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The Value of Ordinary Stories

I’ve been sending out queries for Stepping Stones, my memoir/essay book where I tell the stories having to do with my transformation into a working mother, the onset of anxiety as an issue in my life, and parenting four children while managing these other things. In response to those queries I’ve been getting a lot of rejections. Most of them are form rejections, often they are addressed to “author.” I can mostly shrug at those, but other rejections are personal. The agent or editor took time to speak particularly to me about the work I submitted. Such responses are a gift of time and caring. I know this. I try to treat the gift with respect even when the accumulation begins to feel discouraging. The personal responses all say things like:

I am just not seeing how I can break this out to a trade readership.

while I think that you have a compelling voice, I don’t completely trust that this is something that I could sell into the mainstream trade market—memoirs are very tough to sell if they’re not overly sexy or high-concept.

You are a compelling writer, with a clear perspective, and a wonderful sense of humor about your circumstances. As a working mother of four (though my kids are now all grown up!), I certainly empathized with the struggle you portrayed in these pages. However, while your story resonated personally, I’m not convinced that the central conflict is compelling enough to distinguish itself in the saturated memoir genre. While the struggle to be a good mother and wife and still pay the bills on time is a difficult one, it is certainly not a unique circumstance. I’ve found that memoir readers generally gravitate towards stories of incredible trauma or tragedy, or of overcoming enormous hurdles: largely circumstances that are outside of their own frame of reference.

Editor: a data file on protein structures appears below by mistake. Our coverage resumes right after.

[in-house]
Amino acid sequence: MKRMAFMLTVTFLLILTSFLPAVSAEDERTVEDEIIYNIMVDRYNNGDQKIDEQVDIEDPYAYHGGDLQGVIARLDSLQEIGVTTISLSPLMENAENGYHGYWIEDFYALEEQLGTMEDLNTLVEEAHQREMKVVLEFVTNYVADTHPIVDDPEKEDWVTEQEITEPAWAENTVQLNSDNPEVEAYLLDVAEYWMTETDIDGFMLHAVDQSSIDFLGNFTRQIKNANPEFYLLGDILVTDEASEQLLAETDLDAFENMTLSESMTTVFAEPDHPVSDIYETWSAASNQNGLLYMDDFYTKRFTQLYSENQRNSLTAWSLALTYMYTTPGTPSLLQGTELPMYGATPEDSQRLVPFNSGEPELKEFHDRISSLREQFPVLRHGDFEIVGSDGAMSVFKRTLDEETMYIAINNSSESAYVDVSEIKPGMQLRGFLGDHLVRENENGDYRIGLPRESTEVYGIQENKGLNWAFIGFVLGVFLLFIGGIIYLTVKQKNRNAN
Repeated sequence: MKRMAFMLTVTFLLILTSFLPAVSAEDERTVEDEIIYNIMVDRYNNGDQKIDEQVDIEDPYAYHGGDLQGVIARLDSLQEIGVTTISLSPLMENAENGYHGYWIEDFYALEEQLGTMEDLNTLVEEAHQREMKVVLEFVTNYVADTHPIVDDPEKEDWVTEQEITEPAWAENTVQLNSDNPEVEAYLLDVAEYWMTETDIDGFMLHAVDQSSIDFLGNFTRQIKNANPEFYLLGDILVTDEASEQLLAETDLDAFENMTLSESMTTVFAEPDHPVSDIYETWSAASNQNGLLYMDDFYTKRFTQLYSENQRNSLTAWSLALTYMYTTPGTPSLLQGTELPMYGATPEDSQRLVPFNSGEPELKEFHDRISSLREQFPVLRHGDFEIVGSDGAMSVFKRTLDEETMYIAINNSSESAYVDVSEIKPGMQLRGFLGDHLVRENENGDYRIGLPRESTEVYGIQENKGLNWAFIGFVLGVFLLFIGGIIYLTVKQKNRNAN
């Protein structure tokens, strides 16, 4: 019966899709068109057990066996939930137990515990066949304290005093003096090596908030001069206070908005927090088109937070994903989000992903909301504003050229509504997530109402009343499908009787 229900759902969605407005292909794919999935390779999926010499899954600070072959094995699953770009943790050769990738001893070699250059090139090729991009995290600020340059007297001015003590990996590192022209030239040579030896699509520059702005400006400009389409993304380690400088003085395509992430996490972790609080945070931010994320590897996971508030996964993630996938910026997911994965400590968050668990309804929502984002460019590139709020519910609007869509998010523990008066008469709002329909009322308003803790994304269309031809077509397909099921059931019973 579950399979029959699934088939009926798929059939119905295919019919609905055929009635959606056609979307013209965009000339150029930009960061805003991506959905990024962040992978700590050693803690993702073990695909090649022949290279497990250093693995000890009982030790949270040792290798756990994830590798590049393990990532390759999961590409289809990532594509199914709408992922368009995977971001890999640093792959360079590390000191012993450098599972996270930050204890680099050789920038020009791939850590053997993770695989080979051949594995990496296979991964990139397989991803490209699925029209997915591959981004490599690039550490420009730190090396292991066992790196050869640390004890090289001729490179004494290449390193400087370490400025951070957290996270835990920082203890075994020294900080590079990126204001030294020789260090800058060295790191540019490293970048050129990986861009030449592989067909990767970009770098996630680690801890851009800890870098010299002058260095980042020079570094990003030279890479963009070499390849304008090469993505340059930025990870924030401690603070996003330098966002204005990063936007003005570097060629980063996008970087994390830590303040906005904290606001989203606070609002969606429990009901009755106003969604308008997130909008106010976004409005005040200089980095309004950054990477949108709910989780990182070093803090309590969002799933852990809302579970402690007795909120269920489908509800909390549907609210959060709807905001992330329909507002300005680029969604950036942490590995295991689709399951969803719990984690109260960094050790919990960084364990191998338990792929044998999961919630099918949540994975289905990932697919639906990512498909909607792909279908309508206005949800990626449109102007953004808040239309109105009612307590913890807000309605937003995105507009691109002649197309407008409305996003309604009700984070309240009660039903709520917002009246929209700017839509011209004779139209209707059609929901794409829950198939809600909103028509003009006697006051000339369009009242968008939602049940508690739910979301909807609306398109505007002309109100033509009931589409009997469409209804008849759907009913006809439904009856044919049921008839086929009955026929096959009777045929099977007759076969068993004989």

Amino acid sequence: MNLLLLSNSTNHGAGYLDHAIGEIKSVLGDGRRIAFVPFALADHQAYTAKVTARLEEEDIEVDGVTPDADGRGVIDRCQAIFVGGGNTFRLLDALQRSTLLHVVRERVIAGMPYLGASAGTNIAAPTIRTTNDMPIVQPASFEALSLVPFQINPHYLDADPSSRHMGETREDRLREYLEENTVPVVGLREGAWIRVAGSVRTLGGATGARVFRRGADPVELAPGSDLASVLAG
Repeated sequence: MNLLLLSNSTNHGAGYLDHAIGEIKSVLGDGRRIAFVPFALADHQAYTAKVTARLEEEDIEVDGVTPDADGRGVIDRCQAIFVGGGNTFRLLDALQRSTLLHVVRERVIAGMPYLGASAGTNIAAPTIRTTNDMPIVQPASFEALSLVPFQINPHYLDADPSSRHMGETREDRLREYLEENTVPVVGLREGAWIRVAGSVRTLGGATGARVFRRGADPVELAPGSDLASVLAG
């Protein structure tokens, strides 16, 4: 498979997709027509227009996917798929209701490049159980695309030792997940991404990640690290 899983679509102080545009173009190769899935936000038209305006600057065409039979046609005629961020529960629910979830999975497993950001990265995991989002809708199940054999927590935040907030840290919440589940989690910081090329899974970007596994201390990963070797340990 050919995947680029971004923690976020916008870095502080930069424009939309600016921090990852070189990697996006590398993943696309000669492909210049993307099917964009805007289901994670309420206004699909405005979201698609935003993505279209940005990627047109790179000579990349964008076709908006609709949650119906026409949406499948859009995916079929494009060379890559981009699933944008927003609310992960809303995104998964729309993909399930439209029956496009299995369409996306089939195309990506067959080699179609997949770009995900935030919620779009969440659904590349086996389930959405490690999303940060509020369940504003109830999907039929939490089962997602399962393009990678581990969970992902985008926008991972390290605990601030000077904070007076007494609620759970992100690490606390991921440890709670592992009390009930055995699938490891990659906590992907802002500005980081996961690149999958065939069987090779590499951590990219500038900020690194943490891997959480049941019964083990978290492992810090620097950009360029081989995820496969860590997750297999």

And most recently:

What makes your story of motherhood and anxiety and so on different from other’s story?

My answer: nothing.
The stories told in my essays are stories of an ordinary life. Yet “ordinary” is not the same as “mediocre.” There is excellence to be found in ordinary things. This excellence is worth pursuing, but people will not see it nor attempt it if they are constantly told that only spectacular efforts and events are newsworthy. The world is full of amazing people who will never be newsworthy, but without whom our society would collapse.

American society seeks spectacle. The explosions in this year’s movie must be more fantastic than the ones last year. If it bleeds it leads is a guiding principle of most news sources. We watch the Olympics to see the far reaches of human capability and be inspired by them. We read stories of severe mental illness, or horrific abuse, or tantalizing bedroom play. The subtext in all of this is that if we want to matter, we must transform ourselves into something different from the rest of society. We must do something extraordinary to leave a permanent mark on the world. When we don’t, we feel boring.

I had a neighbor once, the mother of my friend, who gave the best hugs in the whole world. She was big, warm, and soft. A hug from her was like being wrapped in a warm blanket. She listened to me. She recommended books. She functioned as an auxiliary mother. Her name was Marilyn and she is the reason that I associate the name with motherliness instead of the blonde actress. I remember Marilyn warning me once—speaking from her position in a deeply unhappy marriage, a position I only learned about years later–not to get married too early. I assured her I would wait until at least eighteen. She laughed and I realized that eighteen still sounded young to her. After Marilyn moved away with her family, I felt her absence. I’ve kept many of the books she gave me. Sometimes I hold them in my hand, running my fingers lightly over the inscriptions, and I wonder how many thoughts and opinions I have because of conversations with her. How was my life shaped by her influence? It is impossible for me to know. I can’t trace back and separate out years of conversations and interactions which altered the trajectory of my young life. Was she ordinary? Yes. Put in a crowd of people she would not stand out, yet she was excellent. She wrapped her life around helping two severely allergic children survive into adulthood. She helped teach me to read. In hundreds of quiet ways she went above and beyond what was expected of a neighbor and friend. She was not newsworthy, but her story matters. She matters.